With an official nod from the Maryland Health Care Commission
late last month, a new partnership between NHLBI, Suburban Hospital
in Bethesda and Johns Hopkins Medicine promises to deepen the cardiothoracic
surgery, clinical research and physician- training expertise of
all three institutions. When the program opens its doors in early
2006, Suburban Hospital will offer open-heart surgery and angioplasty
for the first time, and NHLBI will bolster its surgical research
capabilities with a clinical practice at its doorstep.
The research component of the cardiothoracic surgery alliance
began in 2004, but the recent regulatory approval made the clinical
program a reality. Since 1999, NHLBI and Suburban have collaborated
on a study to evaluate the effectiveness of magnetic resonance
imaging (MRI) in diagnosing heart attack and coronary artery disease
in emergency room patients. Currently, the two institutions are
researching the role of adult stem cells and progenitor cells in
improving blood flow to the heart muscle of patients who've had
Dr. Keith Horvath, Dr. Robert Balaban and Dr. Elizabeth Nabel of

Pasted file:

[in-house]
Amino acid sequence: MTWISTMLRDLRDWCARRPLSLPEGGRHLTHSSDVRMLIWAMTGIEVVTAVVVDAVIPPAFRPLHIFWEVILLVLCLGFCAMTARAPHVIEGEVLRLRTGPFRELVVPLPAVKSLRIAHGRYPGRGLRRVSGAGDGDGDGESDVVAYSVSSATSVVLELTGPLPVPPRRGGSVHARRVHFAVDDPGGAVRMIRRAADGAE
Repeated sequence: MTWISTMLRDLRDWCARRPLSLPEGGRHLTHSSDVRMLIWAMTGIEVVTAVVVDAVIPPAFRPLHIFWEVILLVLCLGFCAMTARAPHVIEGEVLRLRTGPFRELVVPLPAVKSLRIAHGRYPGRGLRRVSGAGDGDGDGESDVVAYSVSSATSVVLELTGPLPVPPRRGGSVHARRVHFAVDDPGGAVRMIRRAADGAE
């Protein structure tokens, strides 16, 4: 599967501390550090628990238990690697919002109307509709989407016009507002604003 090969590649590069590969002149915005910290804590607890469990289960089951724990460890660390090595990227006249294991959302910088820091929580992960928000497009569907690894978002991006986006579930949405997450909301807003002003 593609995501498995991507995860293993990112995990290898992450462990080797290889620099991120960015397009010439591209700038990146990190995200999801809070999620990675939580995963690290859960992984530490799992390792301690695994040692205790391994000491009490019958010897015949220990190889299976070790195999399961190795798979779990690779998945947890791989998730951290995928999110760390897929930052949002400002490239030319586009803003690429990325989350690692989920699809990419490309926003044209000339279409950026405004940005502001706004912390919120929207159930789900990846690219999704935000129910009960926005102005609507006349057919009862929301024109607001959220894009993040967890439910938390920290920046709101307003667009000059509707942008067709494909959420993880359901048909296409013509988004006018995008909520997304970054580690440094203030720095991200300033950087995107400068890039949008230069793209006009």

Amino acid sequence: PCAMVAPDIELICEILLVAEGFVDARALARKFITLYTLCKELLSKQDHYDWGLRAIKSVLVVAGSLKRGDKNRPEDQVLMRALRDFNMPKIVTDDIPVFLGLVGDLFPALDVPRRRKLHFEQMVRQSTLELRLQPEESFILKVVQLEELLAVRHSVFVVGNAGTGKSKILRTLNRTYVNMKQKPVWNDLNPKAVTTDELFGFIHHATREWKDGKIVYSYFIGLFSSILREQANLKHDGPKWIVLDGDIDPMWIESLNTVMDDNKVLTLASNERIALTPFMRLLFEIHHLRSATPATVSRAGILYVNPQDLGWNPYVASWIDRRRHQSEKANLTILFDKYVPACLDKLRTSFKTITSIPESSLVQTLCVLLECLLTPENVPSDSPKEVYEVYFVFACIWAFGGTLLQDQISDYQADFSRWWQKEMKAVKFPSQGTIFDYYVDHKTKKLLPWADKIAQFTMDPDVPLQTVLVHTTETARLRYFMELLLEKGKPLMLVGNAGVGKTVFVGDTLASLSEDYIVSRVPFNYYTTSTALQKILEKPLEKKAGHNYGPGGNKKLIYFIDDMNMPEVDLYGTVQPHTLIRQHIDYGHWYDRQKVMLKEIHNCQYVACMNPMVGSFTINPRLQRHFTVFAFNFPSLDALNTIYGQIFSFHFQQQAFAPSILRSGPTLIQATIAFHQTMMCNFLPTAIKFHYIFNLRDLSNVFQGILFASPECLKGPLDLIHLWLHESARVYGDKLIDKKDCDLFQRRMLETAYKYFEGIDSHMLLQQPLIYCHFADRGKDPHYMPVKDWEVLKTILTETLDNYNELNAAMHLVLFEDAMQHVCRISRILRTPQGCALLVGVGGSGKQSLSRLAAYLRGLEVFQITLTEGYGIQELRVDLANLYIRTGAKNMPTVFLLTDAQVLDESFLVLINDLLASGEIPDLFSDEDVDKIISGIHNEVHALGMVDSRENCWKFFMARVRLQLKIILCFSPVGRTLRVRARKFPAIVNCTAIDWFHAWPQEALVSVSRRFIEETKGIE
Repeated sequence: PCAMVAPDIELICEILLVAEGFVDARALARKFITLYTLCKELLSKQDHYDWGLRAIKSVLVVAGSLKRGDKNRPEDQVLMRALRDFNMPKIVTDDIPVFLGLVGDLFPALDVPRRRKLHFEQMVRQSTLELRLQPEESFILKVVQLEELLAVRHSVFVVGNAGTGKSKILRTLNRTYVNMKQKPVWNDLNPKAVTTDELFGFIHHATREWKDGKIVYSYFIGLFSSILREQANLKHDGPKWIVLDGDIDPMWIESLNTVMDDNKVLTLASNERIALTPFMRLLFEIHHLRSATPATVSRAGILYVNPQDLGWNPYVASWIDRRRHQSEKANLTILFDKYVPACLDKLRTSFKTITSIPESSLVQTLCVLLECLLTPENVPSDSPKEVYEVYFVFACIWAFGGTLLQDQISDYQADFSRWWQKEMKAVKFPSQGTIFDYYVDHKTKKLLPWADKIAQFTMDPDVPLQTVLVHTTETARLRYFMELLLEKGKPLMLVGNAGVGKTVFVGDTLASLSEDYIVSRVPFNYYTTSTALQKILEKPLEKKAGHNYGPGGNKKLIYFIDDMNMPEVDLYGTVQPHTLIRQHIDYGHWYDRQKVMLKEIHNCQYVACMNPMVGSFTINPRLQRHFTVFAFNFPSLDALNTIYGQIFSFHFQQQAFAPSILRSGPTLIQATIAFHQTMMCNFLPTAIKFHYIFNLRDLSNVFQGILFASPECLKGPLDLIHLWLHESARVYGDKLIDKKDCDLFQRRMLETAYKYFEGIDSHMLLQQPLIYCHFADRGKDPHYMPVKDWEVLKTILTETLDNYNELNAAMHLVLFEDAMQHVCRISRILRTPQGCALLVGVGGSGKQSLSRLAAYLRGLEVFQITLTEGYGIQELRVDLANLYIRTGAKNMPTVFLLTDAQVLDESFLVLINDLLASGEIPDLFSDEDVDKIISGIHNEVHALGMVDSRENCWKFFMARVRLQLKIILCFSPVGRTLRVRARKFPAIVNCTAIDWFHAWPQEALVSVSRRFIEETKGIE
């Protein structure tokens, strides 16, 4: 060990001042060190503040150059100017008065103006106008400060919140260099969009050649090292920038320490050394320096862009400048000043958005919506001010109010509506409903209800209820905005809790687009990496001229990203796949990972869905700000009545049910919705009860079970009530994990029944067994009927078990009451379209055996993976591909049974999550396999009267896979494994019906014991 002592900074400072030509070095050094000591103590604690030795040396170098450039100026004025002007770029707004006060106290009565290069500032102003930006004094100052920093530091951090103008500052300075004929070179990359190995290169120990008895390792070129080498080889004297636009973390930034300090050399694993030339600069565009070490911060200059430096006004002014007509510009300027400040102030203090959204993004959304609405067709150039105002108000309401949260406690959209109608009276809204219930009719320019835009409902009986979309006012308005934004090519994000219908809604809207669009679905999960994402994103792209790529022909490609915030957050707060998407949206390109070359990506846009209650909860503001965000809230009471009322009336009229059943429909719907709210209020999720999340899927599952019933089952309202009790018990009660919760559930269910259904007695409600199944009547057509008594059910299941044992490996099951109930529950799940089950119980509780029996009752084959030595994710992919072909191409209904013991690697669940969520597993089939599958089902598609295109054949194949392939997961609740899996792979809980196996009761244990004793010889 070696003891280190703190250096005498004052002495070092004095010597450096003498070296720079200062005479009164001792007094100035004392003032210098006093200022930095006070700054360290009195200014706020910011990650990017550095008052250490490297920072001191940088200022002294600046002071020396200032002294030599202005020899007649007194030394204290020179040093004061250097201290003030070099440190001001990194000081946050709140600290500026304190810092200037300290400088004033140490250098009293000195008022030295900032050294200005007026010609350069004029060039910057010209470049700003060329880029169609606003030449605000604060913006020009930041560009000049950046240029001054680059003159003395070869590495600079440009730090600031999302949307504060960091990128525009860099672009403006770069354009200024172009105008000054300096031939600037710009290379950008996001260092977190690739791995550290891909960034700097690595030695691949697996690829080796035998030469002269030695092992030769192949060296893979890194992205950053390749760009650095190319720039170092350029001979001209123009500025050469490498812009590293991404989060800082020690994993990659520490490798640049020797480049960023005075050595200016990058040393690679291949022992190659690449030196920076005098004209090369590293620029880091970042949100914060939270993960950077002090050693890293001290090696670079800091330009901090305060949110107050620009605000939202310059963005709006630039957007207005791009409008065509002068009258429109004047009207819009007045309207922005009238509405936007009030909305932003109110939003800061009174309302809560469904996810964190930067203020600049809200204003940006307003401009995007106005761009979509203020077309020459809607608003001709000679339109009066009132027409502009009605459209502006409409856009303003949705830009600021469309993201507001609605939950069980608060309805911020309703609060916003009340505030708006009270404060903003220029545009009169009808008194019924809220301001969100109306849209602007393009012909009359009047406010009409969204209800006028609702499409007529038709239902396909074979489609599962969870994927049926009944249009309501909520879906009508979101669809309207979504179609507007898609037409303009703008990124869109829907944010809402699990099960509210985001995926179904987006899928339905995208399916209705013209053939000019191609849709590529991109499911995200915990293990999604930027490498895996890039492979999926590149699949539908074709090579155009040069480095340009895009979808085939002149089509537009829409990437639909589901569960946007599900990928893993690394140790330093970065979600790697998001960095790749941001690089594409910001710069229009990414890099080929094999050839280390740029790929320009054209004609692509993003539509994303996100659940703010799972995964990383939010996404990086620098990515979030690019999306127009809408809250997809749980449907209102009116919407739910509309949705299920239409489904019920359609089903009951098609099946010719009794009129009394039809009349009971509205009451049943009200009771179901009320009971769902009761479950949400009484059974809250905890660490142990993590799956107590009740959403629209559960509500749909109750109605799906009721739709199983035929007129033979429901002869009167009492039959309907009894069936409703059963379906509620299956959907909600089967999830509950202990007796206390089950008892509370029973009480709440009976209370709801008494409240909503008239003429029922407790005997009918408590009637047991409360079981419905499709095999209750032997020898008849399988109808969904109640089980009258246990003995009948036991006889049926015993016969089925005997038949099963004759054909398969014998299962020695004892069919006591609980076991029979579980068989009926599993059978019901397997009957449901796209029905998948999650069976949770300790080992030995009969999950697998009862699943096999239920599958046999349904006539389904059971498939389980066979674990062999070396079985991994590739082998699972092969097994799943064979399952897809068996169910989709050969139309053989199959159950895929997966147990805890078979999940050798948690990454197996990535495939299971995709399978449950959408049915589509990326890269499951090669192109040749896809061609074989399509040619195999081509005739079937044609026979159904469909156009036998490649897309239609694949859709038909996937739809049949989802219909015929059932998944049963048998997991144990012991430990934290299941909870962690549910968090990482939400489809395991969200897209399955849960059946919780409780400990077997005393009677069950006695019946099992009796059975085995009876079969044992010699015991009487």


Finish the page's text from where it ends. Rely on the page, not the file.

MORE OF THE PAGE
NHLBI and Dr. Kenneth Kent, chief of cardiology at Suburban, will
lead the program. Dr. William A. Baumgartner at Johns Hopkins University
is providing start-up guidance.
|The new NHLBI and Suburban
Hospital partnership will bring more cardiothoracic surgical
expertise to Bethesda. Shown are (from l) Dr. Keith Horvath
of NHLBI and Suburban’s Dr. Eugene Passamani and Dr.
"The program unites the hands-on community private practice with
the most current diagnosis and treatment available at NIH," said
Nabel, who is NHLBI director. "The partnership leverages the strengths
of both Suburban and NHLBI and promises not only to expand our
knowledge of heart disease, but also to improve the care of the
Protocols developed as part of the new program will fall within
one of three major categories: cellular processes, bioengineering
and xenografts. Specifically, research will include the restoration
and maintenance of blood flow to the heart, valvular surgery and
porcine grafts for heart failure.
"The most rewarding facet of this program will be the ability
to take the most innovative, state-of-the-art research from the
bench to the bedside of patients and to directly impact care the
next day," said Horvath. "And to do all of this literally by walking
across the street."